The Philippines merchandise-exports sector entered its 12th consecutive monthly decline in April after suffering a 15.1% plunge in March – with earnings US$0.8 billion down on March 2015. But while global factors – lacklustre growth in the large trading-partner countries in the West; the protracted economic slowdown in China – can be held largely responsible for the loss of earnings, Philippine competitiveness among its Asian peers is also being called into question. The depression that hit Philippine exports in March clearly missed Vietnam, exports up 13.3%, China, up 11.5% and Thailand, a rise of 1.3%.
Exports for the first quarter of the year – amounting to US$13.1 billion, an 8.4% drop from the US$14.3 billion registered in 1Q15 – have presented a serious wake-up call for the industry. Based on this performance, the Philippines would need to grow its exports by 8.3% by the end of the year, if it is to get close to the 2016 annual growth figure of 5.4%, projected by the National Economic and Development Authority (NEDA).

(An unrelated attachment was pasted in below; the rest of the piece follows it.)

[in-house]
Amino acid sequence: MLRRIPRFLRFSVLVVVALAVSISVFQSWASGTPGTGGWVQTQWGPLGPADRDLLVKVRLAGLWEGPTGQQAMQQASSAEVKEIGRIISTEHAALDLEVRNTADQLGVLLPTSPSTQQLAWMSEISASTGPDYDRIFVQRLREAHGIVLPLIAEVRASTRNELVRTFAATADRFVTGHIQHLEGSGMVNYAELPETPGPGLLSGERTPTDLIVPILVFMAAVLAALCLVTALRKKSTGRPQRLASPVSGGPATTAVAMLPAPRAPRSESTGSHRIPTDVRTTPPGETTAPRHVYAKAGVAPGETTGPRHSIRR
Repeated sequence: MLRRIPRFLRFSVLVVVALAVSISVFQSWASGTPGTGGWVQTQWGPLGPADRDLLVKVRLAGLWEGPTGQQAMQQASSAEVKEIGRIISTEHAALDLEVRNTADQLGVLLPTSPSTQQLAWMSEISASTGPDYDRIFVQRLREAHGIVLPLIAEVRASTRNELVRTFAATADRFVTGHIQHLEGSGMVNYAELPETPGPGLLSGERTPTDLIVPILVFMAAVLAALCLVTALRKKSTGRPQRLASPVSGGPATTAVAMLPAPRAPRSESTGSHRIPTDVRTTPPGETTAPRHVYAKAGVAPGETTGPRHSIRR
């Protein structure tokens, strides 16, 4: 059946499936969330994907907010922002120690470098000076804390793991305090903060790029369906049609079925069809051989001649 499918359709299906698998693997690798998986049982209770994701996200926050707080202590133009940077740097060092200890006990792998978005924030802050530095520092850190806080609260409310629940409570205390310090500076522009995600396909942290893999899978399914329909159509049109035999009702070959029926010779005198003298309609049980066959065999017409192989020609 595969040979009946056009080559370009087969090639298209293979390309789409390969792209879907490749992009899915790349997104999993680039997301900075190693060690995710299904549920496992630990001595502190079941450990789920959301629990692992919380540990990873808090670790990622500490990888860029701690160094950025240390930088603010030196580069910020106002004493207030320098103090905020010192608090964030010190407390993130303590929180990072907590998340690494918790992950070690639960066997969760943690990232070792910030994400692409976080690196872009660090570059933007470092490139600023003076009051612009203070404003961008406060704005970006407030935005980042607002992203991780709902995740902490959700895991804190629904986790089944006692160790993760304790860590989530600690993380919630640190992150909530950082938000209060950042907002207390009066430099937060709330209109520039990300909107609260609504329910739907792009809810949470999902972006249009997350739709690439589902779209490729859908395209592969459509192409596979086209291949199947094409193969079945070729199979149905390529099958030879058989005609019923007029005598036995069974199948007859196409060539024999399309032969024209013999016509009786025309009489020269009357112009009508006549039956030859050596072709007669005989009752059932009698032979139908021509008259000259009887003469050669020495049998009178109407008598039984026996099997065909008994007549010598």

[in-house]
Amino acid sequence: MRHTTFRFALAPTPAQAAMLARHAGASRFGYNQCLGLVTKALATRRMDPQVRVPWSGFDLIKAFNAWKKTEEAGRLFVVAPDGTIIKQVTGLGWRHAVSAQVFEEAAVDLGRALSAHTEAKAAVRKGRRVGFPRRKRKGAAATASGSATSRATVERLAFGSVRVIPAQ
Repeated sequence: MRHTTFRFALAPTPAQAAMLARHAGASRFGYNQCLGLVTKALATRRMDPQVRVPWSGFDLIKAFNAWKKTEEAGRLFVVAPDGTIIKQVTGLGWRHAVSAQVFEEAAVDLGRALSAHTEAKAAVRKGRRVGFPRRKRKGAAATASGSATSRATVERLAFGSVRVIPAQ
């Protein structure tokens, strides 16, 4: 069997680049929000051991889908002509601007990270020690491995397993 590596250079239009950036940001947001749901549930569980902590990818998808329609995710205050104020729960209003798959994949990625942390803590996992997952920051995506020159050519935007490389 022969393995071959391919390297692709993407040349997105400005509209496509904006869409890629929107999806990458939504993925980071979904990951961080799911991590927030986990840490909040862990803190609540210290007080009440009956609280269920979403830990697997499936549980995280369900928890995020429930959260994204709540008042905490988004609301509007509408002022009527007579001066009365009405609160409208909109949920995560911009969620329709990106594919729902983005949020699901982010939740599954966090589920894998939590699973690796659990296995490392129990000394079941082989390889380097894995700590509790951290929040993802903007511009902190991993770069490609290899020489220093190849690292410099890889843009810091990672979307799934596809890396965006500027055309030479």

Acting Socioeconomic Planning Secretary and NEDA Director General, Emmanuel F. Esguerra, believes that his country’s merchandise exporters need to be more new-markets driven than they have been. Other less-traditional export destinations should be pursued with a broader and more-innovative range of products to expand their market base. This way, he believes, the sector can meet the global challenge head on.
Esguerra feels that the government also needs to step up. “To be able to reach out to other potential export markets and sell our products, it is crucial to ease government regulation and strengthen market-intelligence gathering in partnership with the private sector”, he said. Industry and national competitiveness, he added, need to be promoted by introducing policies that will assist domestic players to enter the smaller, hitherto neglected, higher-value areas of the global value chain. Opportunities in trade agreements and with economic groupings “particularly within the Asean region,” should also be fully exploited.
Economics analysis provider, Focus Economics estimates that the Philippines will post a trade deficit of US$9.2 billion this year, rising to US$10.1 billion in 2017.